He has it right on this list. With the exception of the priming too, which I would get anyway as it is quicker, you need a dial caliper for your own piece of mind. This allows you to know that the brass and components are the size they are supposed to be.Here's a suggested list of minimum required equipment:
1) Die set for each cartridge
3) Shell holder for each cartridge, if not included with die set
4) Caliper, to measure length of completed cartridge to set correct bullet seating depth
5) Powder scale, either balance beam or digital
6) Powder funnel
7) Case lube (for bottleneck cartridges or if you don't get carbide dies for straight wall cartridges)
8) Loading block to hold cases
9) Powder measure of some sort
10) Reloading manuals
11) Scale calibration weights
12) Case trimming tools (usually not required for straight wall cases)
13) Priming tool, if you don't want to prime on the press
Beyond that there are lots and lots of nice to have items. A good book for beginners is "Things They Don't Tell You About Reloading", more info can be found here. You should have at least one good reloading manual, two is better. A good general use reloading manual is the Lyman Manual, it uses a variety of powder and bullet manufacturers and has a good intro to reloading. For a second manual I like one from the the supplier of the bullets I am using. So get the Hornady manual if you are using Hornady bullets, otherwise almost every bullet supplier has a manual.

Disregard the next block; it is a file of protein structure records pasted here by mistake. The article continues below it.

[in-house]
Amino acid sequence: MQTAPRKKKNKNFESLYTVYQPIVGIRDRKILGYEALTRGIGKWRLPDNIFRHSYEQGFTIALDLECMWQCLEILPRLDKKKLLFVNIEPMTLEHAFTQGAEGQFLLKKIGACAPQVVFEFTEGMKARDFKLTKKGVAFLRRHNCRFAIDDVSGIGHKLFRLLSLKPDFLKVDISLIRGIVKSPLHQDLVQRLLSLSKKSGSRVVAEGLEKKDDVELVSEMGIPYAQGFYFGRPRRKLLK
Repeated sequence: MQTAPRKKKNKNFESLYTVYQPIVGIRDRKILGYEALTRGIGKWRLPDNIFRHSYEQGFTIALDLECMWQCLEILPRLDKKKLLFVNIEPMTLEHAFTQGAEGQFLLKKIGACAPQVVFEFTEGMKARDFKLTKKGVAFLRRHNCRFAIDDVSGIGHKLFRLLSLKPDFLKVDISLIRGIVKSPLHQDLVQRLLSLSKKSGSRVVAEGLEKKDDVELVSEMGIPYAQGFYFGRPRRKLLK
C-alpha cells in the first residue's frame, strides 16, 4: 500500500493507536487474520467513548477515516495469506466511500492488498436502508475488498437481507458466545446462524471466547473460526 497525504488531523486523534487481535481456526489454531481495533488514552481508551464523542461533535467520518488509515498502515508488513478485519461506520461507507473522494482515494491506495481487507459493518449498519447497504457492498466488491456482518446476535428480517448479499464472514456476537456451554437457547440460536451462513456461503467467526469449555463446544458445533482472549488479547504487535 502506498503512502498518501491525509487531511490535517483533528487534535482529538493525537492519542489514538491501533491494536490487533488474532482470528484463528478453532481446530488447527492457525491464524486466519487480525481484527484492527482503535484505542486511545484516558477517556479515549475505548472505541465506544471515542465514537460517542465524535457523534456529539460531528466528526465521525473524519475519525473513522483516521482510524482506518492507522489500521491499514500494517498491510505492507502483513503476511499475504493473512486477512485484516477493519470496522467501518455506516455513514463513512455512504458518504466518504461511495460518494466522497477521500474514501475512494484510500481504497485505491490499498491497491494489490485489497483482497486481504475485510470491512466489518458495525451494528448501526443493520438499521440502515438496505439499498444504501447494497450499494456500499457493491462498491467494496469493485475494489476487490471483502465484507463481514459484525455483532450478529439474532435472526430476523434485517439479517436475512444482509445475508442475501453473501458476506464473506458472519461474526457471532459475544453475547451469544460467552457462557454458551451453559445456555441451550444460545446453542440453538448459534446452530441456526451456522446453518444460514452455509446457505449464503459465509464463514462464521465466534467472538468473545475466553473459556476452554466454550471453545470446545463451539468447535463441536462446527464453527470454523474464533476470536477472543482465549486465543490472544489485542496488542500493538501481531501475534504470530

For the cost of reloading, you can easily calculate the cost of the components. There are 7000 grains in a pound; for 9mm you should get 1000 or more rounds from a pound of powder and 500 or more for the 357. Add in the cost of one primer and one bullet, you'll find that jacketed bullets are usually the most expensive component. As BigG noted above this is a hobby and you can save money over factory loads, especially for some rifle ammo, but you should also enjoy it or you will lose interest.
Check your powder well as you may find a powder you cna use for 9 and 357. I prefer Hogdons but most powders out there are good. Looks like Universal or Clays would be a good start, depending on what bullet weight and type you are going to use.